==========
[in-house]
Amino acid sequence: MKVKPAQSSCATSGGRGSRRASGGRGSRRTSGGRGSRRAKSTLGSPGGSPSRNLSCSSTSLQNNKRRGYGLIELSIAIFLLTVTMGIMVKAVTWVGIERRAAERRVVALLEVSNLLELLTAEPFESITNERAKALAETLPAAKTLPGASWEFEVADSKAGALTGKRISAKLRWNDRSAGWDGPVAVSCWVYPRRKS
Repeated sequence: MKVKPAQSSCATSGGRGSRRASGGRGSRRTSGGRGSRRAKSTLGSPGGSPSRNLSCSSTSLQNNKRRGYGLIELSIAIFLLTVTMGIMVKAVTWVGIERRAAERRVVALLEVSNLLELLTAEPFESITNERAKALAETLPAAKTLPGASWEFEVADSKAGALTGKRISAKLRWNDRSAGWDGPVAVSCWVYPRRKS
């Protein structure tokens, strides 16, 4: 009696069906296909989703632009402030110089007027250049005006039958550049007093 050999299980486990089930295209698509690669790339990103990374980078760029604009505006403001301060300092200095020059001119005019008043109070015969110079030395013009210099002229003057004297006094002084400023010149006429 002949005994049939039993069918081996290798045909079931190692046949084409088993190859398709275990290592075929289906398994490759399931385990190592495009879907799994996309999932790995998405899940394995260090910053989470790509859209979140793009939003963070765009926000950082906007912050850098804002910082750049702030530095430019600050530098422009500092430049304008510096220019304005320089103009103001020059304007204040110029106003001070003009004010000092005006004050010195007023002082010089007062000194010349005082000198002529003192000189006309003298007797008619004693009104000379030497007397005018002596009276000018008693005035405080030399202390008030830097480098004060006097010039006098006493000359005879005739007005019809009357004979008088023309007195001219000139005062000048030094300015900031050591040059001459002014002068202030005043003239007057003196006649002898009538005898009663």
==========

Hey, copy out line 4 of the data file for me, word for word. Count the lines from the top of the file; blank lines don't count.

């Protein structure tokens, strides 16, 4: 009696069906296909989703632009402030110089007027250049005006039958550049007093 050999299980486990089930295209698509690669790339990103990374980078760029604009505006403001301060300092200095020059001119005019008043109070015969110079030395013009210099002229003057004297006094002084400023010149006429 002949005994049939039993069918081996290798045909079931190692046949084409088993190859398709275990290592075929289906398994490759399931385990190592495009879907799994996309999932790995998405899940394995260090910053989470790509859209979140793009939003963070765009926000950082906007912050850098804002910082750049702030530095430019600050530098422009500092430049304008510096220019304005320089103009103001020059304007204040110029106003001070003009004010000092005006004050010195007023002082010089007062000194010349005082000198002529003192000189006309003298007797008619004693009104000379030497007397005018002596009276000018008693005035405080030399202390008030830097480098004060006097010039006098006493000359005879005739007005019809009357004979008088023309007195001219000139005062000048030094300015900031050591040059001459002014002068202030005043003239007057003196006649002898009538005898009663």